3 BAZELON CENTER FOR MENTAL HEALTH LAW 3 Insurers are also not allowed to set eligibility rules that are based upon health status, medical condition, past medical history, genetic information, and a number of other health status-related criteria. Guaranteed Issue/Renewal and Rescissions Insurers must offer coverage to everyone who applies during annual or special enrollment periods, regardless of health status or medical history. Insurers must also renew or continue coverage for beneficiaries who wish to remain enrolled, without regard to their health status or other factors. Additionally, beginning on September 23, 2010 (six months after enactment of the law), insurers are prohibited from rescinding, or cancelling, coverage once a beneficiary is enrolled, except in cases of fraud or abuse. Limits on Consumers Out-of-Pocket Costs The law limits cost-sharing in all plans, and deductible limits on plans sold in the small group market. Out-of-pocket costs cannot exceed the limits for Health Savings Accounts in 2014 (currently $5,950 for an individual and $11,900 for a family). Deductibles for plans in the small group market cannot exceed $2,000 for an individual or $4,000 for families. In 2004, 18% of nonelderly Americans incurred out-of-pocket costs of more than 10% of their income; thus, setting a ceiling on these costs will be extremely beneficial for many. i Fair Health Insurance Premiums The law indicates that health insurance premium rates in the individual and small group market can only vary on the basis of: tobacco use (at a rate of 1.5:1); age (3:1); family composition; and state-defined geographic rating areas This provision is effective for all plan years beginning after January 1, Immediate Access for Individuals with Pre-existing Conditions The law creates options to help states establish high-risk pools to provide coverage for individuals who have been uninsured for more than 6 months and have been denied coverage based upon pre-existing conditions. These individuals will be able to enroll in a high-risk pool within three months of the legislation s enactment and will fill the gap between enactment and the establishment of Exchanges. Currently, over 30 states have high-risk pools. Under the reform law, states have the option to establish a new high-risk pool (to operate alongside existing high-risk pools in the states in which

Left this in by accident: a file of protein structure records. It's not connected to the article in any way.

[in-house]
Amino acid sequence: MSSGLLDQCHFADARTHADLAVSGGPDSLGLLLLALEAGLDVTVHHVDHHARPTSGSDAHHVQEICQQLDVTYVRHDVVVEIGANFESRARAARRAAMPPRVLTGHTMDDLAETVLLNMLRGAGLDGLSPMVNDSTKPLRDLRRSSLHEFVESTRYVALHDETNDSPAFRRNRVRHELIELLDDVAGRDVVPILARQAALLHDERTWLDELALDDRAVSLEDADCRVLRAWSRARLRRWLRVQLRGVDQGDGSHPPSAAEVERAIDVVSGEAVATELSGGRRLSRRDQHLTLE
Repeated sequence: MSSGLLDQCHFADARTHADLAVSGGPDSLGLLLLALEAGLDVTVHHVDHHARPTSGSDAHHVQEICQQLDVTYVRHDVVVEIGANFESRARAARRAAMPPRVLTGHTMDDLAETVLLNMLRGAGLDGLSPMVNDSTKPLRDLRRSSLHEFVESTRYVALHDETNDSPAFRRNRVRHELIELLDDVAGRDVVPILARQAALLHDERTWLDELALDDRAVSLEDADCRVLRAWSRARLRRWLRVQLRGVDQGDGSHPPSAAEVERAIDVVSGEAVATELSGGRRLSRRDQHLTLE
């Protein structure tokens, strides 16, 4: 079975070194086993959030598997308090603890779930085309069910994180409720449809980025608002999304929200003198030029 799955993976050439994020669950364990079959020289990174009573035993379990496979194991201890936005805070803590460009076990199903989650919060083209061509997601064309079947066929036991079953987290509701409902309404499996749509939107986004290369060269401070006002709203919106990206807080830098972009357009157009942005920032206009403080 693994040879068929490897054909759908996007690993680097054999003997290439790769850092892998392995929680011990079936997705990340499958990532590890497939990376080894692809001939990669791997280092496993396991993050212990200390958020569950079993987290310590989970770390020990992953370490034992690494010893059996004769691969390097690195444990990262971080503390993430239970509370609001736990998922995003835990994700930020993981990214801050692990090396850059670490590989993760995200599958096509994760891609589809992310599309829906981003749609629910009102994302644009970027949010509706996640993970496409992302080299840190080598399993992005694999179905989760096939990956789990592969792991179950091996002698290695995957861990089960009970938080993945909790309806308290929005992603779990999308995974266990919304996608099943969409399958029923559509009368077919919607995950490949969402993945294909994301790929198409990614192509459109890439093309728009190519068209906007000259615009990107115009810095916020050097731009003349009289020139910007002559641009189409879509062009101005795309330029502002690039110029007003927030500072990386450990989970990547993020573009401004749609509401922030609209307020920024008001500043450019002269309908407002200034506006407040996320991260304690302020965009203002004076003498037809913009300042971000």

4 BAZELON CENTER FOR MENTAL HEALTH LAW 4 they are already utilized). If the state does not act, HHS will carry out the program in the state. $5 billion has been provided for the establishment of the pools, and the program terminates when Exchanges are operational in This provision is particularly important for individuals with mental illnesses, who often fail to qualify for individual or small-group insurance because their disorder constitutes a pre-existing condition. Services Qualified Health Plan Defined A qualified health plan under the law is a plan that provides a package of essential benefits and is issued by an insurer that is in good standing in each state in which it is offered, agrees to offer coverage at certain costs, and complies with additional requirements determined by the Secretary. Essential Benefits To ensure that consumers who purchase insurance coverage through an Exchange have access to a minimum range of services, the law establishes an essential benefit package. In order to be a qualified health plan (see above) a plan must cover the essential benefit package. The law outlines the major categories of required benefits but HHS will determine and define the exact scope of services to be included in this benefit. However, benefits must at least be equal to the benefits of a typical employer plan. In addition, the benefit must include the following: Ambulatory services Mental Health and Substance Use Disorder Services (including behavioral health treatments). Rehabilitative and habilitative services and devices; Prescription drugs; Emergency services; Preventive and wellness services Pediatric services (including oral and vision); Hospitalization Maternity and newborn care; Laboratory Services Importantly, the coverage of mental health and substance use disorder services must be covered at parity with medical/surgical care; specifically, these benefits must meet standards in federal and state parity laws. Nothing in the law prevents a plan from offering a richer package of benefits.